Private member’s bill goes to Lords

A bill intended to strengthen current
disability legislation was presented to the House of Lords last

Lord Ashley of Stoke welcomed the second
reading of his Disability Discrimination (Amendment) Bill which
seeks to amend the Disability Discrimination Act 1995 and the
Disability Rights Commission Act 1999.

He said the bill’s aim was to create “a
pervasive attitude so that discrimination is totally
unacceptable…there is a great deal of good will in the government
but good will does not protect disabled people” .

Ashley’s private member’s bill includes
proposals to ensure that people with HIV/Aids are included in the
definition of who is disabled from the point of diagnosis. It would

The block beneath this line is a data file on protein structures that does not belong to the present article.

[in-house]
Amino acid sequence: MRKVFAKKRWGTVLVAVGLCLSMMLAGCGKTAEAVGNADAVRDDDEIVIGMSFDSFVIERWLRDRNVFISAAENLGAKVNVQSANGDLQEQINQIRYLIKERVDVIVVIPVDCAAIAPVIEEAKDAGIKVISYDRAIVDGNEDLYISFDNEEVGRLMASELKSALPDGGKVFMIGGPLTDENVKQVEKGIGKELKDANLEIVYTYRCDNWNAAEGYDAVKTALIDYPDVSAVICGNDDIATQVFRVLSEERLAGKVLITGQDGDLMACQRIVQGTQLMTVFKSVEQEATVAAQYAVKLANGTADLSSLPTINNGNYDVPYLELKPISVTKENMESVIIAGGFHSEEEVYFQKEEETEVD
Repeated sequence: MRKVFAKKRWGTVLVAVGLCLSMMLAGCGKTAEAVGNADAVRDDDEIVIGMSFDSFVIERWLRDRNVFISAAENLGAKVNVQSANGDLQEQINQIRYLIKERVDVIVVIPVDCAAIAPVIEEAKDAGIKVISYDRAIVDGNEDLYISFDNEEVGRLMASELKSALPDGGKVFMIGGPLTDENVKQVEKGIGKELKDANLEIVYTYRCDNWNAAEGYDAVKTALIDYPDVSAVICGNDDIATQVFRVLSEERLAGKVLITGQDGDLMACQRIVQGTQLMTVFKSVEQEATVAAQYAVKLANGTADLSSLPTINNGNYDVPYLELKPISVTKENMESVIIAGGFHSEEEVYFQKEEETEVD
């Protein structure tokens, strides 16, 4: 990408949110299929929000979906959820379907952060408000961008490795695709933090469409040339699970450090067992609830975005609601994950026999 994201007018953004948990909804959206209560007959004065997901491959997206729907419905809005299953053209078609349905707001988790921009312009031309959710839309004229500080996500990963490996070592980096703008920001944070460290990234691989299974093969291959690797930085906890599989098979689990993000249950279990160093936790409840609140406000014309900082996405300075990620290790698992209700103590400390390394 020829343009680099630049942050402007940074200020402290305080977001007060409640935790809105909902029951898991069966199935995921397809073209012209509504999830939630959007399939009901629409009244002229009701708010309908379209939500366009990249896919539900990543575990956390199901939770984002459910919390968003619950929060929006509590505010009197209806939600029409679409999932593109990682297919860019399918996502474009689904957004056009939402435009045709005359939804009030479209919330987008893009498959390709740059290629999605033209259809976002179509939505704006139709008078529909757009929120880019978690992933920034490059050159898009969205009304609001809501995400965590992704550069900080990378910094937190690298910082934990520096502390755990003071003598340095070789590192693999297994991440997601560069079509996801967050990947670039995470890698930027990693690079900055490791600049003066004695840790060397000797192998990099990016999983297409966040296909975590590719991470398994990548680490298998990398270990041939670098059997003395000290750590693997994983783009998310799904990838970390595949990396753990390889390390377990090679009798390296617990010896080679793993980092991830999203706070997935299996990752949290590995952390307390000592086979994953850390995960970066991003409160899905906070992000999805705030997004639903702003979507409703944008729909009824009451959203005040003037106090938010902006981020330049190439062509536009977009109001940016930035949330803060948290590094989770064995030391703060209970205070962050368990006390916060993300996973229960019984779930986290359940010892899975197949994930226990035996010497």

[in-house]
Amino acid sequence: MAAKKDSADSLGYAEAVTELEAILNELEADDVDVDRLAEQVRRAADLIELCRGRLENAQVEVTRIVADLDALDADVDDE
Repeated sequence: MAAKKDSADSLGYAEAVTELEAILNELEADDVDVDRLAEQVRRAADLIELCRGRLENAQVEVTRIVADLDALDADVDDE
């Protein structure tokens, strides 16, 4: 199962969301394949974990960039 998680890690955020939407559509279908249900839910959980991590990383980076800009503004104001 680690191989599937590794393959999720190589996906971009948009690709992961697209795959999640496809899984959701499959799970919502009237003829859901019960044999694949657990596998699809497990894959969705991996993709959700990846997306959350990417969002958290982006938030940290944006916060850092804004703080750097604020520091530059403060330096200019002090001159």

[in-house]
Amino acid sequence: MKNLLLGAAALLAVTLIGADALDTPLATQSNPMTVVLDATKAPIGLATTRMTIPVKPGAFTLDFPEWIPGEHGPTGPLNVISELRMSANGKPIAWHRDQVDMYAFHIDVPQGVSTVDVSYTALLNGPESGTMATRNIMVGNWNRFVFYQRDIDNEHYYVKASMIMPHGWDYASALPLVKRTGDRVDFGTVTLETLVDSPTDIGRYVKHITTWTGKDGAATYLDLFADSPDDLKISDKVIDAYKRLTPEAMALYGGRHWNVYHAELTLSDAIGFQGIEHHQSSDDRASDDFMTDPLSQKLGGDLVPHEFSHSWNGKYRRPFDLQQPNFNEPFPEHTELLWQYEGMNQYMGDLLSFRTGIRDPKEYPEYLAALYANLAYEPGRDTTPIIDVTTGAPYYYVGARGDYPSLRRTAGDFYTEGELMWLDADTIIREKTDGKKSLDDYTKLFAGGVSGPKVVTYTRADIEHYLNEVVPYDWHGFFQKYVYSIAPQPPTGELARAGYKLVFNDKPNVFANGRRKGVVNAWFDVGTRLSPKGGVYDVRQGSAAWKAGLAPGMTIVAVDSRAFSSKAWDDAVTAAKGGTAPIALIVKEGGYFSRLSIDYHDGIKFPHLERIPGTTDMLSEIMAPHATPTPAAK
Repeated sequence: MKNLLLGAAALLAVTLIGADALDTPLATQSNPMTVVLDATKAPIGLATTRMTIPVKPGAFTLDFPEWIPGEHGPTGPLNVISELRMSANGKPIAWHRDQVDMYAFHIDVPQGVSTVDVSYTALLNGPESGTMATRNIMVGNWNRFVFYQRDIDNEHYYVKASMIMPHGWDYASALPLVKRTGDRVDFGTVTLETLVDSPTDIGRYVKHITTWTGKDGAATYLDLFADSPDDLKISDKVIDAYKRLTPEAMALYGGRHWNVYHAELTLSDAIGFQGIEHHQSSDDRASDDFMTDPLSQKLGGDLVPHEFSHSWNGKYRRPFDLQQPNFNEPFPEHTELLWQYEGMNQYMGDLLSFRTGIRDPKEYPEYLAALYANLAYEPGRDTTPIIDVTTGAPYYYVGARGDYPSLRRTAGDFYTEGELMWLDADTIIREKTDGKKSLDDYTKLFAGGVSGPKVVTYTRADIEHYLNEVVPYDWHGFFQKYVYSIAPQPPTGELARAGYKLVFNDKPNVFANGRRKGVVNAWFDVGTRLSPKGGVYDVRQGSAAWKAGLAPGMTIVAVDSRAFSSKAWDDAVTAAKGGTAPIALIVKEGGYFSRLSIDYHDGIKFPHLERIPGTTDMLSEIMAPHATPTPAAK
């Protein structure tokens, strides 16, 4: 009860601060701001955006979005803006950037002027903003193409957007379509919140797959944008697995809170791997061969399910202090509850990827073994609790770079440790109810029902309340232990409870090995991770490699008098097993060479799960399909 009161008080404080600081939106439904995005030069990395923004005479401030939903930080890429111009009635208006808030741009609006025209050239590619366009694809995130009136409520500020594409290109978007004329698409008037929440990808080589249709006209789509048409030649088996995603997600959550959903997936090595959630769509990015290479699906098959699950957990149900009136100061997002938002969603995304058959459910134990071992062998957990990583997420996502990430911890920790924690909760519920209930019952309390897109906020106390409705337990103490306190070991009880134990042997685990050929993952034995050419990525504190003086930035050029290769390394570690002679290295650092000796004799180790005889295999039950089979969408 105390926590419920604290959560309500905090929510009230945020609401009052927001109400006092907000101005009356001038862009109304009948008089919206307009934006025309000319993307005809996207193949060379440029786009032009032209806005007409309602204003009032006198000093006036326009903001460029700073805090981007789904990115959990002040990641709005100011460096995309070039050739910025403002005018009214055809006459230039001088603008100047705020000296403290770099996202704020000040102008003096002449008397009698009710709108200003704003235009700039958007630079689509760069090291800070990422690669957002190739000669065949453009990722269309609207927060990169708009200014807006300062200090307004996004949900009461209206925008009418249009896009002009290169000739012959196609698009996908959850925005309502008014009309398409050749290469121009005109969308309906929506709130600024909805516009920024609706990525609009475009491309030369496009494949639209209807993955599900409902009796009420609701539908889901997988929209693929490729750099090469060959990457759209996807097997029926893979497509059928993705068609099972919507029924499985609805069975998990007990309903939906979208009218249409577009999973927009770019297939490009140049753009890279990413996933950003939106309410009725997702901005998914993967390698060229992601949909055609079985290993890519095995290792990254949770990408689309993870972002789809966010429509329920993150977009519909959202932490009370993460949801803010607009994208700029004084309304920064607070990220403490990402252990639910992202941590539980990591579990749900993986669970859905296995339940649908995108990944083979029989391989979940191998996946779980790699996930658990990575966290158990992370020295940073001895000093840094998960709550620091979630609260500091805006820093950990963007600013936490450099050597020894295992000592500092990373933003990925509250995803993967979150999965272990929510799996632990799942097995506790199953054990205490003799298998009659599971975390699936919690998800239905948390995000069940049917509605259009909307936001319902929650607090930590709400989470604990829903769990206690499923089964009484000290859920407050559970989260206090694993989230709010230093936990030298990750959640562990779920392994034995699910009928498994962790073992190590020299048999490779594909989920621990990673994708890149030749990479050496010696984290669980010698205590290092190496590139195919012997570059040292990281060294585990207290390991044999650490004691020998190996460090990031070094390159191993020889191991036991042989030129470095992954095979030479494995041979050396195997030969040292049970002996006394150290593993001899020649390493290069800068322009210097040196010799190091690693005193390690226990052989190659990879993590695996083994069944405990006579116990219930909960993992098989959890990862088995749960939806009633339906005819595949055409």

also give the Disability Rights Commission power to provide
assistance to individuals bringing claims under the Human Rights
Act 1998.

Other clauses will ensure that the Disability
Discrimination Act covers all employers regardless of the number of
employees, as well as the police, prison officers, fire fighters
and the armed forces. Also transport providers will have an
obligation not to discriminate and to make reasonable adjustments
to make transport accessible.

Kate Nash, director of disability network
Radar, welcomed the bill saying it represented “a shift to
requiring a proactive approach from employers and service

But a spokesperson for the Department for Work
and Pensions said that the government did not believe that Ashley’s
bill was the “right vehicle at the right time” for taking forward

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